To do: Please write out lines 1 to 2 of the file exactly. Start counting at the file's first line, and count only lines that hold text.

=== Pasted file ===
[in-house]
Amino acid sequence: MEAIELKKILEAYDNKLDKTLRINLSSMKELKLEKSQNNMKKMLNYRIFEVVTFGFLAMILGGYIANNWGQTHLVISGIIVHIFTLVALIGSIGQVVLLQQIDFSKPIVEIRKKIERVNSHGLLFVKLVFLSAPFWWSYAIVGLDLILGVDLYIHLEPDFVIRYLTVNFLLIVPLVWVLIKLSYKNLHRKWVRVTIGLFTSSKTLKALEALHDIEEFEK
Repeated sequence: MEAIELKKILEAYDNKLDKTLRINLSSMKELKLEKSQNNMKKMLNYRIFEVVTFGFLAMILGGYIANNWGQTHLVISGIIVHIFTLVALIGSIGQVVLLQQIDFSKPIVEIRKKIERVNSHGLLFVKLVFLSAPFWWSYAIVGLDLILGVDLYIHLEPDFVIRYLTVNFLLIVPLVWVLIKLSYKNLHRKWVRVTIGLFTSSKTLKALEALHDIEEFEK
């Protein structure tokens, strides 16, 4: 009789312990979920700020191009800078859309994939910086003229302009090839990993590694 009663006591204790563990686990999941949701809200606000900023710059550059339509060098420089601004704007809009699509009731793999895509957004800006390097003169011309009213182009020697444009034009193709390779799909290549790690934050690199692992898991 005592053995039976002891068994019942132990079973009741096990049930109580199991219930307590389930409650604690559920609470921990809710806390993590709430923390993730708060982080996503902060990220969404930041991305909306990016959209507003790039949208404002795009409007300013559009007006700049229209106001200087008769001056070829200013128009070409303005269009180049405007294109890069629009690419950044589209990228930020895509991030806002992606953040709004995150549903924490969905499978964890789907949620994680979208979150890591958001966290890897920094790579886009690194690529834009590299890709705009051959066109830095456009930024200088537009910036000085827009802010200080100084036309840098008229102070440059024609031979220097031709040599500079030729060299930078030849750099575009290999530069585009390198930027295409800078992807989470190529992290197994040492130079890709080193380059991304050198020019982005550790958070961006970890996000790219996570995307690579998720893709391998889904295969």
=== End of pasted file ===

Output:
[in-house]
Amino acid sequence: MEAIELKKILEAYDNKLDKTLRINLSSMKELKLEKSQNNMKKMLNYRIFEVVTFGFLAMILGGYIANNWGQTHLVISGIIVHIFTLVALIGSIGQVVLLQQIDFSKPIVEIRKKIERVNSHGLLFVKLVFLSAPFWWSYAIVGLDLILGVDLYIHLEPDFVIRYLTVNFLLIVPLVWVLIKLSYKNLHRKWVRVTIGLFTSSKTLKALEALHDIEEFEK